Walmart continues to invest in its workforce.
The mass-channel merchant said Thursday that it was increasing hourly wages of more than 36,000 Walmart and Sam’s Club pharmacy technicians. The changes are effective this week and bring the average hourly wage to more than $20 an hour.
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“This is the second time we’ve made significant wage investments for this group of associates in the past year, after also increasing their pay last August. That’s by design,” read a Walmart blog post written by Kevin Host, senior vice president of Walmart Health & Wellness, Pharmacy, and Sean Jackson, senior vice president of Sam’s Club, Health & Wellness, Consumables, on Thursday. “We are sending a strong signal to pharmacy technicians everywhere that Walmart is serious about attracting top talent and giving them the tools to build a successful career.”
To do this, the retailer said it will also offer more frequent raises to pharmacy technicians, including raises every six months during the first two years of service, as well as automatic pay raises as the company transitions to a new wage model “designed to set us apart from the competition,” the blog post read.
“For example, the new pharmacy technicians get raises that can add up to $4 to their starting base pay over the course of four years,” continued the blog. “We believe we are among the first large retailers to incorporate this kind of model — an approach that’s commonly seen in health care systems. This will help associates increase their pay more quickly as they build their careers and continue working at Walmart.”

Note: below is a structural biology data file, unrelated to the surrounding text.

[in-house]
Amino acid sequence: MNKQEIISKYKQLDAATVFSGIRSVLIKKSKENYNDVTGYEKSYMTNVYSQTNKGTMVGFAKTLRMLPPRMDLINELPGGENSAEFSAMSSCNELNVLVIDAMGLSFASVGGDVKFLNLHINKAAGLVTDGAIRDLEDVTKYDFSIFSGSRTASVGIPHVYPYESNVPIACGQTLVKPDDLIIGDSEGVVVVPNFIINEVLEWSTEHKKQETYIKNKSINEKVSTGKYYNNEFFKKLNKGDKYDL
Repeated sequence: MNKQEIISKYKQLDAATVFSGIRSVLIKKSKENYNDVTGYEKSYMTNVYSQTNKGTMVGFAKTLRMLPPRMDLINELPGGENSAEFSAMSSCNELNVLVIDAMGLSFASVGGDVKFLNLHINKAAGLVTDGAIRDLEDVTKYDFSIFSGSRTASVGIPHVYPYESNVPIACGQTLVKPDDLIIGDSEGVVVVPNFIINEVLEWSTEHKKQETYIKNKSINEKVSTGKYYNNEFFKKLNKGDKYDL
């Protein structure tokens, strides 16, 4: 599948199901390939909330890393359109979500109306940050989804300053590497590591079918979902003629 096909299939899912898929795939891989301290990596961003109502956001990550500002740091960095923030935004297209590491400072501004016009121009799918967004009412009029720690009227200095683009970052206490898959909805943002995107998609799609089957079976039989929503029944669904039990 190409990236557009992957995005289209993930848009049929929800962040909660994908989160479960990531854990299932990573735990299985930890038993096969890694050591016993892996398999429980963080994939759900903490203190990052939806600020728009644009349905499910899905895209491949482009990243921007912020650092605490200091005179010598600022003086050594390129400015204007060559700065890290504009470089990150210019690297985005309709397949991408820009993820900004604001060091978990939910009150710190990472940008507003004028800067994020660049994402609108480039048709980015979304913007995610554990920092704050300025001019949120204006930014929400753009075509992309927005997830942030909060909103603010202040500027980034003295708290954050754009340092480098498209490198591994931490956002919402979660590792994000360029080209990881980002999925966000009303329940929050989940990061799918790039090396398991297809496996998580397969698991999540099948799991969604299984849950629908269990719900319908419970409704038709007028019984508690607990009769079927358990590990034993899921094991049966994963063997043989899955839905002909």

Additional perks include free training for eligible associates to become certified pharmacy technicians. Walmart also plans to hire approximately 5,000 new pharmacy technicians this year.
“These investments can be life-changing and lead to unlimited growth opportunities with the company,” the blog post read.
Walmart increased its hourly minimum wage — from $11 to $12 — for more than 500,000 people last September, amid an increasingly tight labor market and as competition for talent heats up. Retailers such as Target have also raised their minimum wages in the last year. In addition, many are now offering increased benefits, such as tuition reimbursement programs.
But the competition for workers might be slowing. Applications for unemployment unexpectedly rose in May, an early warning sign that more layoffs may be coming.
That same month, during Walmart’s quarterly conference call with analysts, Doug McMillon, president and chief executive officer of the firm, said the company actually hired too many people — at least in stores — during the Omicron surge last December.
“As the Omicron variant case count declined rapidly in the first half of the quarter, more of our associates [who] were out on COVID-19 leave came back to work faster than we expected,” McMillon said during the call. “We hired more associates at the end of last year to cover for those on leave. So we ended up with weeks of overstaffing. That issue was resolved during the quarter, primarily through attrition.”
Meanwhile, McMillon’s own wages continue to rise. In 2021, the CEO’s total compensation was $25.7 million, up from $22.6 million the year before, a combination of salary, incentives and stock options.